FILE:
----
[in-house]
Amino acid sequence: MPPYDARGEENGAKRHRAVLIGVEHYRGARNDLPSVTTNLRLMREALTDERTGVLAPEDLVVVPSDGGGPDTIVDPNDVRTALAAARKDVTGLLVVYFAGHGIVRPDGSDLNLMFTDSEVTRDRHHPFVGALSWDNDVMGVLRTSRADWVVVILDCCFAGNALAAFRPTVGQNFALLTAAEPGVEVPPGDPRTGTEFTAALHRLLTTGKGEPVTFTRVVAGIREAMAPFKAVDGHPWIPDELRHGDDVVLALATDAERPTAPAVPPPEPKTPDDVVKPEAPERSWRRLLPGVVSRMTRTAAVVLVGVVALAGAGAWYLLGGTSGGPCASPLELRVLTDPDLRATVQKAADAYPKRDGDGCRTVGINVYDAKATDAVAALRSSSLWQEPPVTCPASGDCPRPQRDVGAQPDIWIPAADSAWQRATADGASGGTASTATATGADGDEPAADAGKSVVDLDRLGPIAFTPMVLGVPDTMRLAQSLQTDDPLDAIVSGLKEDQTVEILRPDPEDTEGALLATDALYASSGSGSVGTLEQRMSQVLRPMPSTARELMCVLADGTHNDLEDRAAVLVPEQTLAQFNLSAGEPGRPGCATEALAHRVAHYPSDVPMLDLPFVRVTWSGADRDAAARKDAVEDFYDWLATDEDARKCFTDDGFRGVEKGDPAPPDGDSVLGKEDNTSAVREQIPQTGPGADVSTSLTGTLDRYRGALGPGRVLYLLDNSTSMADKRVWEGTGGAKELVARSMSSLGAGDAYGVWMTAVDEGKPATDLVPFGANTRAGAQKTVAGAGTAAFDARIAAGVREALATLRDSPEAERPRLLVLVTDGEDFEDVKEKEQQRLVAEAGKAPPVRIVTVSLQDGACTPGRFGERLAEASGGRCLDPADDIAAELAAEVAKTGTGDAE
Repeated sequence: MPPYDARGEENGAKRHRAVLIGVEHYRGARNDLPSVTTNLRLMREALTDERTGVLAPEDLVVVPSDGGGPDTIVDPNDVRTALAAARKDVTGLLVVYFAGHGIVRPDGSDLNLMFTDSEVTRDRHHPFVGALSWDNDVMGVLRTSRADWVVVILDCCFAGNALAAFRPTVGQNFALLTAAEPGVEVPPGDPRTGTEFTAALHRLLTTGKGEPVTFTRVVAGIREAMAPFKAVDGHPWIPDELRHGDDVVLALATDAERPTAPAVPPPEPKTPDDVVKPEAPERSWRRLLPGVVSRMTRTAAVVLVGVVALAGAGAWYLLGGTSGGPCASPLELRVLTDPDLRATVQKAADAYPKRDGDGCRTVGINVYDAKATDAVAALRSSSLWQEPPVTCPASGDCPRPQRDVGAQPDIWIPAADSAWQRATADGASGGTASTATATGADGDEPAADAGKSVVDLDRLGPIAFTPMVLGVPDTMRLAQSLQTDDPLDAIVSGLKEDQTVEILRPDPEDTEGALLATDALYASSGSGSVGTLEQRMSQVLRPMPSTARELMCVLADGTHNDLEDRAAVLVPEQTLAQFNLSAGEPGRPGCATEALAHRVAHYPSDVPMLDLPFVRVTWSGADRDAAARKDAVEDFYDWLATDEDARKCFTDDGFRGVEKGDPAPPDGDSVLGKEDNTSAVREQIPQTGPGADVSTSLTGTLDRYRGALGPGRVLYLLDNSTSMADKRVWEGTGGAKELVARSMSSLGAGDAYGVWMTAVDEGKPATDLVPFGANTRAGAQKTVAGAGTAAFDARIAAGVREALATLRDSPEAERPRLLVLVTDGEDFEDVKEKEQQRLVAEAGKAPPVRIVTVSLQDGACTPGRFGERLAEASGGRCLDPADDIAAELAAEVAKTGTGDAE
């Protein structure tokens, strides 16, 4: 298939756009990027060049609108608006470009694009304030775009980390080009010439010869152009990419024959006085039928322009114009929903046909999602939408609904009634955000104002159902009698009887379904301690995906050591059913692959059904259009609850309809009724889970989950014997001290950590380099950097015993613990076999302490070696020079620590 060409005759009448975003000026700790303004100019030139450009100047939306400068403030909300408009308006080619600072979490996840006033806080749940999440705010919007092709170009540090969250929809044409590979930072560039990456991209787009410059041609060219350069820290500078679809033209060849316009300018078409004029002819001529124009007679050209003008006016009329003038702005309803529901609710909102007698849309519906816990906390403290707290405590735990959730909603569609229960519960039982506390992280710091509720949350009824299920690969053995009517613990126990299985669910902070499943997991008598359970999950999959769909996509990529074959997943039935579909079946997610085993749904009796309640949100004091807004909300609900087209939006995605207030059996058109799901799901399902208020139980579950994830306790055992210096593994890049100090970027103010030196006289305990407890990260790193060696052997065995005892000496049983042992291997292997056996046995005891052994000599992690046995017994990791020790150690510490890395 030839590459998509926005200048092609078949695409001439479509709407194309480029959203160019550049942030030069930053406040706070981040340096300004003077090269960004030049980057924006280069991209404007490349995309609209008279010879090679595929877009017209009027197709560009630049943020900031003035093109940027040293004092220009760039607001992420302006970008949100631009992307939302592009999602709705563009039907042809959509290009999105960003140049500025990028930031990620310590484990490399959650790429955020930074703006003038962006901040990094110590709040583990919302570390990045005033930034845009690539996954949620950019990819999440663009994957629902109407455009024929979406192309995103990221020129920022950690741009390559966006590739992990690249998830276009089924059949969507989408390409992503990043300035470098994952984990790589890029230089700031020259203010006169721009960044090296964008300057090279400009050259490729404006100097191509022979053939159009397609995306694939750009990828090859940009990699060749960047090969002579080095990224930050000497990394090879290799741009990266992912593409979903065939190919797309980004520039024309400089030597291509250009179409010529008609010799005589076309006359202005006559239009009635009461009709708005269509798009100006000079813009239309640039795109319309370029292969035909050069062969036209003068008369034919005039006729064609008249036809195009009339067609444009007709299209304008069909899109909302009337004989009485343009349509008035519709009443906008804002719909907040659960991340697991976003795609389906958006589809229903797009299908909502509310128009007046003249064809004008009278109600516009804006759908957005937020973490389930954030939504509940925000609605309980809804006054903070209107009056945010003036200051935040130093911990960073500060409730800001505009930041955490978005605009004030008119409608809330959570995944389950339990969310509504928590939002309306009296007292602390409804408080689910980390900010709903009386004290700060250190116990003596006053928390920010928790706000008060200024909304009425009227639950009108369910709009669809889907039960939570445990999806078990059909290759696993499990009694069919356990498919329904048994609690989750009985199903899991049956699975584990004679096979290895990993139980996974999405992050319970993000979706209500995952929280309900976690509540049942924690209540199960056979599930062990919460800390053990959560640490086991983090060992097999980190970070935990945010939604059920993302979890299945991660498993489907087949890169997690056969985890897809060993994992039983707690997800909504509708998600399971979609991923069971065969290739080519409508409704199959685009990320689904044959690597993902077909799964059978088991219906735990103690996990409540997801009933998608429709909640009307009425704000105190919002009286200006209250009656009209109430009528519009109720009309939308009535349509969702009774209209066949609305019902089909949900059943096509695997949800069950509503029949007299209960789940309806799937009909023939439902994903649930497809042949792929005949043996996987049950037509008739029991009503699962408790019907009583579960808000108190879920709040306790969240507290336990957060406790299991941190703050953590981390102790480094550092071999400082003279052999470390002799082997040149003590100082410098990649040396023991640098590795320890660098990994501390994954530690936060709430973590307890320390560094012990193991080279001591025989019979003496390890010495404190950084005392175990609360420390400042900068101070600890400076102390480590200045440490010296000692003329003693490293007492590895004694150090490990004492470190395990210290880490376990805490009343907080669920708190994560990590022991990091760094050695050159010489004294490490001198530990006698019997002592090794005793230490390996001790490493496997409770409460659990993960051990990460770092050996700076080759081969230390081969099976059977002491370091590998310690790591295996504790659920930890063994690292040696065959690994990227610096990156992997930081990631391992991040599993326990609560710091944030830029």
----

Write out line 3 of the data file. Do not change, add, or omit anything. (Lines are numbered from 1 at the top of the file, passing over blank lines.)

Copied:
Repeated sequence: MPPYDARGEENGAKRHRAVLIGVEHYRGARNDLPSVTTNLRLMREALTDERTGVLAPEDLVVVPSDGGGPDTIVDPNDVRTALAAARKDVTGLLVVYFAGHGIVRPDGSDLNLMFTDSEVTRDRHHPFVGALSWDNDVMGVLRTSRADWVVVILDCCFAGNALAAFRPTVGQNFALLTAAEPGVEVPPGDPRTGTEFTAALHRLLTTGKGEPVTFTRVVAGIREAMAPFKAVDGHPWIPDELRHGDDVVLALATDAERPTAPAVPPPEPKTPDDVVKPEAPERSWRRLLPGVVSRMTRTAAVVLVGVVALAGAGAWYLLGGTSGGPCASPLELRVLTDPDLRATVQKAADAYPKRDGDGCRTVGINVYDAKATDAVAALRSSSLWQEPPVTCPASGDCPRPQRDVGAQPDIWIPAADSAWQRATADGASGGTASTATATGADGDEPAADAGKSVVDLDRLGPIAFTPMVLGVPDTMRLAQSLQTDDPLDAIVSGLKEDQTVEILRPDPEDTEGALLATDALYASSGSGSVGTLEQRMSQVLRPMPSTARELMCVLADGTHNDLEDRAAVLVPEQTLAQFNLSAGEPGRPGCATEALAHRVAHYPSDVPMLDLPFVRVTWSGADRDAAARKDAVEDFYDWLATDEDARKCFTDDGFRGVEKGDPAPPDGDSVLGKEDNTSAVREQIPQTGPGADVSTSLTGTLDRYRGALGPGRVLYLLDNSTSMADKRVWEGTGGAKELVARSMSSLGAGDAYGVWMTAVDEGKPATDLVPFGANTRAGAQKTVAGAGTAAFDARIAAGVREALATLRDSPEAERPRLLVLVTDGEDFEDVKEKEQQRLVAEAGKAPPVRIVTVSLQDGACTPGRFGERLAEASGGRCLDPADDIAAELAAEVAKTGTGDAE